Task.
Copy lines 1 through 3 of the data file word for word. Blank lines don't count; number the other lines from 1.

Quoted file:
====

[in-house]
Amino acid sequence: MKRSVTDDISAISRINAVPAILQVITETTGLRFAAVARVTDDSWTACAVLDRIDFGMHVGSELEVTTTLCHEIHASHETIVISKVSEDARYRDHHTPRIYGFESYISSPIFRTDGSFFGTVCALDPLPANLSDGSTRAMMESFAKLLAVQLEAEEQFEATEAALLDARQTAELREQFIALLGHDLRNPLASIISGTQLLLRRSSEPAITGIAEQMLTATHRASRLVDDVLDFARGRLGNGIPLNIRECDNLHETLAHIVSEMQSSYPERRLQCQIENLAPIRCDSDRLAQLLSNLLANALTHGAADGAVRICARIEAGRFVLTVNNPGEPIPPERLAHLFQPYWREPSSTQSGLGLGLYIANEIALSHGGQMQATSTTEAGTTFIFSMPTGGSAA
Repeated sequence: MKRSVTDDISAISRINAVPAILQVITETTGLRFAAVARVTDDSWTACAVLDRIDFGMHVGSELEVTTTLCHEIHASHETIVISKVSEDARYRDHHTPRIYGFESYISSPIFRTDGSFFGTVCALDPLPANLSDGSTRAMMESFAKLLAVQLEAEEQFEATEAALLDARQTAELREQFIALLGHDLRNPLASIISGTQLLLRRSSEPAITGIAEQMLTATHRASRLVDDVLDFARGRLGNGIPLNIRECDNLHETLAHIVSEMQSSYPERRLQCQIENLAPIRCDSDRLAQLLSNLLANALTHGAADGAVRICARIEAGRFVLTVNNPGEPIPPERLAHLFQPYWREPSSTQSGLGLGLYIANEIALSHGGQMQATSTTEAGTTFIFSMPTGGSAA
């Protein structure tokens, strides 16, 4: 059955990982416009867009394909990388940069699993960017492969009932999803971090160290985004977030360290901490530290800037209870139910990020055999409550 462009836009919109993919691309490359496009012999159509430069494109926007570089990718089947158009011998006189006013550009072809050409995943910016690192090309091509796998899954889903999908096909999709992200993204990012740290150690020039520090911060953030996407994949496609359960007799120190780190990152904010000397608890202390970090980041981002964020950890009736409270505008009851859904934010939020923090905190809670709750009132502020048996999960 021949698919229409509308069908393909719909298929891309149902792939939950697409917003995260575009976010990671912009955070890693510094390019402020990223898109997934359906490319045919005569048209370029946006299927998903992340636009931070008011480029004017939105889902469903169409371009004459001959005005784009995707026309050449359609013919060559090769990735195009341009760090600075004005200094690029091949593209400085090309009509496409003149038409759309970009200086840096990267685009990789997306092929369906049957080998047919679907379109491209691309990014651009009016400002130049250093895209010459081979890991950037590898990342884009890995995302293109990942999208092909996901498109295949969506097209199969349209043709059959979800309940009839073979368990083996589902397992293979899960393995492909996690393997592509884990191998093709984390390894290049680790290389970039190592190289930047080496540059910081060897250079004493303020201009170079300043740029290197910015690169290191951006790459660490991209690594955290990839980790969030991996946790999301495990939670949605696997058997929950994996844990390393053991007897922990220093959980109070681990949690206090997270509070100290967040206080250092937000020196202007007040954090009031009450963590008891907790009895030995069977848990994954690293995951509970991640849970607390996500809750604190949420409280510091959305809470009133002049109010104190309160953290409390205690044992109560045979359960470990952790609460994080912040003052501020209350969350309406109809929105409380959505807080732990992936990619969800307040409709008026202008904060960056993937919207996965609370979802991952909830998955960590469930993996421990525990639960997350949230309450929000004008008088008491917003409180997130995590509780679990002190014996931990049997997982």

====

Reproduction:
[in-house]
Amino acid sequence: MKRSVTDDISAISRINAVPAILQVITETTGLRFAAVARVTDDSWTACAVLDRIDFGMHVGSELEVTTTLCHEIHASHETIVISKVSEDARYRDHHTPRIYGFESYISSPIFRTDGSFFGTVCALDPLPANLSDGSTRAMMESFAKLLAVQLEAEEQFEATEAALLDARQTAELREQFIALLGHDLRNPLASIISGTQLLLRRSSEPAITGIAEQMLTATHRASRLVDDVLDFARGRLGNGIPLNIRECDNLHETLAHIVSEMQSSYPERRLQCQIENLAPIRCDSDRLAQLLSNLLANALTHGAADGAVRICARIEAGRFVLTVNNPGEPIPPERLAHLFQPYWREPSSTQSGLGLGLYIANEIALSHGGQMQATSTTEAGTTFIFSMPTGGSAA
Repeated sequence: MKRSVTDDISAISRINAVPAILQVITETTGLRFAAVARVTDDSWTACAVLDRIDFGMHVGSELEVTTTLCHEIHASHETIVISKVSEDARYRDHHTPRIYGFESYISSPIFRTDGSFFGTVCALDPLPANLSDGSTRAMMESFAKLLAVQLEAEEQFEATEAALLDARQTAELREQFIALLGHDLRNPLASIISGTQLLLRRSSEPAITGIAEQMLTATHRASRLVDDVLDFARGRLGNGIPLNIRECDNLHETLAHIVSEMQSSYPERRLQCQIENLAPIRCDSDRLAQLLSNLLANALTHGAADGAVRICARIEAGRFVLTVNNPGEPIPPERLAHLFQPYWREPSSTQSGLGLGLYIANEIALSHGGQMQATSTTEAGTTFIFSMPTGGSAA